* Meinl Bank chairman accused of defrauding investors
* Alleged fraud by purchasing shares to prop up price
* Unauthorised, non-disclosed buybacks took place in 2007
* Arrest follows more than 18 months of investigations
* Set to be freed Thurs or Fri on 100 mln euros bail
(Recasts with bail, adds lawyer rejects allegations, detail on risk of escape)
By Boris Groendahl and Alexandra Schwarz
VIENNA, April 2 Banker Julius Meinl V, head of an Austrian coffee-roasting dynasty and chairman of Meinl Bank, posted 100 million euros ($133.5 million) bail on Thursday after his arrest on suspicion of defrauding investors via secretive share buybacks.
The arrest late on Wednesday followed 18 months of investigations by prosecutors and financial watchdog FMA and mainly relates to Meinl's role in the fall of Meinl European Land, a listed real estate firm started by Meinl Bank, Vienna prosecutors said.
Among other crimes, British-born Meinl is accused of having orchestrated a buyback in which Meinl Land bought 1.8 billion euros ($2.4 billion) worth of its own shares to prop up their price, before they suddenly fell off a cliff in July 2007.
"The most serious (accusation) is defrauding investors by buying back shares to prop up the share price," said Michaela Schnell, spokeswoman for Vienna state prosecutors. "He was arrested because there is risk of escape."
Prosecutor spokesman Gerhard Jarosch said Meinl's British passport raised the risk he may try to escape as extradition from Britain could be difficult. The fact that Meinl's private jet waits fully tanked at Vienna airport was also a consideration.
Other allegations include that Meinl Bank damaged Meinl Land shareholders by overcharging for services, and that it wrongly portrayed Meinl Land shares as an almost risk-free investment in several widely advertised share issues during 2005 to 2007.
Prosecutors are still investigating around a dozen other people on the allegations but it was not clear how many of them would be charged or arrested, a spokesman said.
Meinl, a personal friend and business partner of former Austrian Finance Minister Karl-Heinz Grasser, would face up to 10 years in jail if found guilty. Grasser is not a subject in the investigation.
Meinl, Austria's 12th-richest man according to magazine Trend, was set to be freed on Thursday or Friday after posting 100 million euros in bail, prosecutors said.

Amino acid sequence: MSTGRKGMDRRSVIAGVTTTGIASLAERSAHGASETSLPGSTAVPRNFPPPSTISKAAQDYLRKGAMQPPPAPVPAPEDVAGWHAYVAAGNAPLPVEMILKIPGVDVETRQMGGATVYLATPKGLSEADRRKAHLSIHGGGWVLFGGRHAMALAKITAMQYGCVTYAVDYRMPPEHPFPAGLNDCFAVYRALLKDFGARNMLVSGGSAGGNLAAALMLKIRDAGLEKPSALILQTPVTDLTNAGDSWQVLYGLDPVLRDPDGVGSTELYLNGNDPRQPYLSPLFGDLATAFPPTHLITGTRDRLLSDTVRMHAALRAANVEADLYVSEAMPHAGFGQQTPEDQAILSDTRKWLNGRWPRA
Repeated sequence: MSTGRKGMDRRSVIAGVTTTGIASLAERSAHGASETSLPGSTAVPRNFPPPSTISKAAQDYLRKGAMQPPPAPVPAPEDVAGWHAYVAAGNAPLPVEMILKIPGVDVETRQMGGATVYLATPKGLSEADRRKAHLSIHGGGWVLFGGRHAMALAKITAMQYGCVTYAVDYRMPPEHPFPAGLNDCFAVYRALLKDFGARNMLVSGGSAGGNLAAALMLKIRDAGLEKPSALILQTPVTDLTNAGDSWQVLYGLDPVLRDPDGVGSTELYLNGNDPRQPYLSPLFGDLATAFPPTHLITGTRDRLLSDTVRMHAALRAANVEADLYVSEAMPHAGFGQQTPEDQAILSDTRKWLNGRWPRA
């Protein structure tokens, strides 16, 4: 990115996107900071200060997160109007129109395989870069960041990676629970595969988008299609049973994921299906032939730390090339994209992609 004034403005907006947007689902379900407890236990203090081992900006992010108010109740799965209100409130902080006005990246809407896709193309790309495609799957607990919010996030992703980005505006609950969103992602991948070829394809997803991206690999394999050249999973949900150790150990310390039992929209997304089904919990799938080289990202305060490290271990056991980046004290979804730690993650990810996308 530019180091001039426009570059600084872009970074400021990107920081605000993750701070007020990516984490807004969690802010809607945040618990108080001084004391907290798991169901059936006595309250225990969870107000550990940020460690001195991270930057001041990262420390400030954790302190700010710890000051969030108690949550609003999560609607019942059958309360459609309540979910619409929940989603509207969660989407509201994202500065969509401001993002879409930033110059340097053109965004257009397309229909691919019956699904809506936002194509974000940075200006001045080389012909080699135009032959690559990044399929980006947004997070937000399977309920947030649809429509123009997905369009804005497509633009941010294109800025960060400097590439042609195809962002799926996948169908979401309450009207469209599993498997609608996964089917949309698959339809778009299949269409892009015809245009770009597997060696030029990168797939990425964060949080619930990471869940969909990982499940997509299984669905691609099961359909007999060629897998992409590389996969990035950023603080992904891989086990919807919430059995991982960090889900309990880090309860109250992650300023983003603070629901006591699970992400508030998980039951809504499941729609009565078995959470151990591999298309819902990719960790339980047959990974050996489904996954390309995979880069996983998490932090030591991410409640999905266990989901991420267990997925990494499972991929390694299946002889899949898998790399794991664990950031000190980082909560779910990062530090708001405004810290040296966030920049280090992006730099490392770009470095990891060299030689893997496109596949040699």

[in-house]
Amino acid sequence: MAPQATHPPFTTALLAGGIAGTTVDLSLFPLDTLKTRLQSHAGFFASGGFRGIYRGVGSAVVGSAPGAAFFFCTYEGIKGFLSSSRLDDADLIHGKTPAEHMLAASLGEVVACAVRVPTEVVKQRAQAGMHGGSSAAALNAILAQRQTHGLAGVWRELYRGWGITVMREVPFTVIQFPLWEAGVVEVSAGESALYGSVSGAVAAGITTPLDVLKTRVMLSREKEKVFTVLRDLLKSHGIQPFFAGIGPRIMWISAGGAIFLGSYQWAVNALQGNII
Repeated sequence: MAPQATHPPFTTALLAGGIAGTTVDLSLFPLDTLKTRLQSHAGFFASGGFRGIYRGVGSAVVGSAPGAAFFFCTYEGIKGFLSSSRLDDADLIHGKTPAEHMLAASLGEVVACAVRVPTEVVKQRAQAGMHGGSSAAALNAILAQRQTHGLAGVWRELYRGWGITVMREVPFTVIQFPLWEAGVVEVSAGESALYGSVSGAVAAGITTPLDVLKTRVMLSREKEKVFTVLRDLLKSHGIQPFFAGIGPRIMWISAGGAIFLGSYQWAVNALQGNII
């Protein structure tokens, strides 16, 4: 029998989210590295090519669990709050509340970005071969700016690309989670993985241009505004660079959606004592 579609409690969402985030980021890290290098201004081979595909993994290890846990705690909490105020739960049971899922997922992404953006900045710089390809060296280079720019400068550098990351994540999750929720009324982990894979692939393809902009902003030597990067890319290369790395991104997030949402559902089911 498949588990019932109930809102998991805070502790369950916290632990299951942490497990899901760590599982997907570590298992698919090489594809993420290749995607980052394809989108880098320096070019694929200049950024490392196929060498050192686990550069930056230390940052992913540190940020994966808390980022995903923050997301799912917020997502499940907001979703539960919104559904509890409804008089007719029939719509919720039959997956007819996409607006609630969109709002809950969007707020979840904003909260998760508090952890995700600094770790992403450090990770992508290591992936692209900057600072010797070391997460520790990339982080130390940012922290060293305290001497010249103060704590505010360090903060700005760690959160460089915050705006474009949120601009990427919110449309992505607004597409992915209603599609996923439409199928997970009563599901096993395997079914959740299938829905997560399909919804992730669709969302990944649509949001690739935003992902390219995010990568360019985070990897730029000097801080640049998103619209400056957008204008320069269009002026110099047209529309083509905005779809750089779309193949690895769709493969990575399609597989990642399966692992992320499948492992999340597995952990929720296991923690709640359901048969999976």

His lawyer rejected the accusations against his client. Meinl Bank declined to comment on the suspicions but reassured clients that the bank and clients' deposits were safe.
RISE AND FALL
Julius Meinl's arrest marks the nadir for a once proud family that started selling coffee beans in Vienna in 1862, built a retail network, fled from the Nazis to Britain in 1938 and then rebuilt the chain in Austria after World War Two.
Trained at Bear Stearns in the 1980s, Meinl took over the family bank and turned it into the source of the family fortunes, selling off the retail business except for an upscale deli in the centre of Vienna. [ID:nL2634380]
Apart from the bank, which focuses on wealth management and investment banking, Julius used property acquired when he was still running a retail chain as the starting point for Meinl Land, which became a shopping mall developer in emerging Europe.
Meinl Land sold shares to the public in an IPO in 2002 and between 2005 and 2007 raised a total of 4.3 billion euros in several share issues, mostly sold to Austrian retail investors.
While Meinl Bank never officially held a stake in Meinl Land while it was listed, the bank owned the company that acquired and managed Meinl Land's investments for a fee, handled its share issues and IPO and acted as its market maker.
The share buybacks took place between February and July 2007 and were not authorised by and not disclosed to shareholders until they were concluded.
The buybacks buoyed Meinl Land's share price at a time when real estate stocks were falling across the world. When they eventually became public, Meinl Land's share price dropped sharply at the end of July 2007.
The buybacks overlapped with a period in which a vehicle controlled by Meinl Bank was selling 620 million euros worth of the stock in the market, and with initial public offerings of two similarly structured sister companies of Meinl Land.
Meinl Bank does not dispute the buybacks but says it did not need shareholder authorisation and denies it bought back shares directly from Meinl Bank or an affiliate.
Meinl Land was last year taken over by Israeli real estate investment firm Gazit Globe and renamed Atrium European Real Estate ATRV.VI. Gazit Globe said it was not connected in any way to Julius Meinl or his bank.
The two other companies Meinl started -- Meinl International Power MPOW.VI and Meinl Airports International MAIV.VI -- were taken over by rebel shareholders and last week decided to sell all their assets and pay out the funds to shareholders. [ID:nLR442259] (Additional reporting by Sylvia Westall in Vienna and Tova Cohen in Tel Aviv; Editing by Simon Jessop and David Holmes)